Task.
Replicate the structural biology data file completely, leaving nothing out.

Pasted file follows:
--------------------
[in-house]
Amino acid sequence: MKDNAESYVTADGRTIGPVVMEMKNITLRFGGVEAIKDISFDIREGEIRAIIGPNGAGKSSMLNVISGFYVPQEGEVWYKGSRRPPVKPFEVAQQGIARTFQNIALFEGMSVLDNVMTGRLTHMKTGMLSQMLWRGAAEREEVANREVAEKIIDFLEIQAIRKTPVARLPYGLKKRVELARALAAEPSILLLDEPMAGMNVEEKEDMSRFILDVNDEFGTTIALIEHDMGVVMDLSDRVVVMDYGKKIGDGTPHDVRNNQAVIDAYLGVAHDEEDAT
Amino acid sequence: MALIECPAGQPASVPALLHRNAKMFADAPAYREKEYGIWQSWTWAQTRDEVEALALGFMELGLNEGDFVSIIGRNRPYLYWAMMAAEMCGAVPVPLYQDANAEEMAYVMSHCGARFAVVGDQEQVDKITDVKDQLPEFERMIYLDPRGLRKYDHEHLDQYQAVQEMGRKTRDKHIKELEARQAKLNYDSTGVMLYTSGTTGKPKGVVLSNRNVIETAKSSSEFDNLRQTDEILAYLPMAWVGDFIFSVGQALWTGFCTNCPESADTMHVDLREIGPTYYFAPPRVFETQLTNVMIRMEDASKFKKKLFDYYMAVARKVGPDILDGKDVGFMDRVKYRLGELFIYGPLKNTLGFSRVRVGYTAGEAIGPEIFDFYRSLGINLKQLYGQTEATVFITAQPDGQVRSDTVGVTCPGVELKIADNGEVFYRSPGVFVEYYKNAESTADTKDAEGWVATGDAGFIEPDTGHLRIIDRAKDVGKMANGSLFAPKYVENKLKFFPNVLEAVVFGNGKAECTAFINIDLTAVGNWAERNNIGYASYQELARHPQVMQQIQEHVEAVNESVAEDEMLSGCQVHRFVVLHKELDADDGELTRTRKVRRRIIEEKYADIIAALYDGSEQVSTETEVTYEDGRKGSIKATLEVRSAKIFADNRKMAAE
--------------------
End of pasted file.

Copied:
[in-house]
Amino acid sequence: MKDNAESYVTADGRTIGPVVMEMKNITLRFGGVEAIKDISFDIREGEIRAIIGPNGAGKSSMLNVISGFYVPQEGEVWYKGSRRPPVKPFEVAQQGIARTFQNIALFEGMSVLDNVMTGRLTHMKTGMLSQMLWRGAAEREEVANREVAEKIIDFLEIQAIRKTPVARLPYGLKKRVELARALAAEPSILLLDEPMAGMNVEEKEDMSRFILDVNDEFGTTIALIEHDMGVVMDLSDRVVVMDYGKKIGDGTPHDVRNNQAVIDAYLGVAHDEEDAT
Amino acid sequence: MALIECPAGQPASVPALLHRNAKMFADAPAYREKEYGIWQSWTWAQTRDEVEALALGFMELGLNEGDFVSIIGRNRPYLYWAMMAAEMCGAVPVPLYQDANAEEMAYVMSHCGARFAVVGDQEQVDKITDVKDQLPEFERMIYLDPRGLRKYDHEHLDQYQAVQEMGRKTRDKHIKELEARQAKLNYDSTGVMLYTSGTTGKPKGVVLSNRNVIETAKSSSEFDNLRQTDEILAYLPMAWVGDFIFSVGQALWTGFCTNCPESADTMHVDLREIGPTYYFAPPRVFETQLTNVMIRMEDASKFKKKLFDYYMAVARKVGPDILDGKDVGFMDRVKYRLGELFIYGPLKNTLGFSRVRVGYTAGEAIGPEIFDFYRSLGINLKQLYGQTEATVFITAQPDGQVRSDTVGVTCPGVELKIADNGEVFYRSPGVFVEYYKNAESTADTKDAEGWVATGDAGFIEPDTGHLRIIDRAKDVGKMANGSLFAPKYVENKLKFFPNVLEAVVFGNGKAECTAFINIDLTAVGNWAERNNIGYASYQELARHPQVMQQIQEHVEAVNESVAEDEMLSGCQVHRFVVLHKELDADDGELTRTRKVRRRIIEEKYADIIAALYDGSEQVSTETEVTYEDGRKGSIKATLEVRSAKIFADNRKMAAE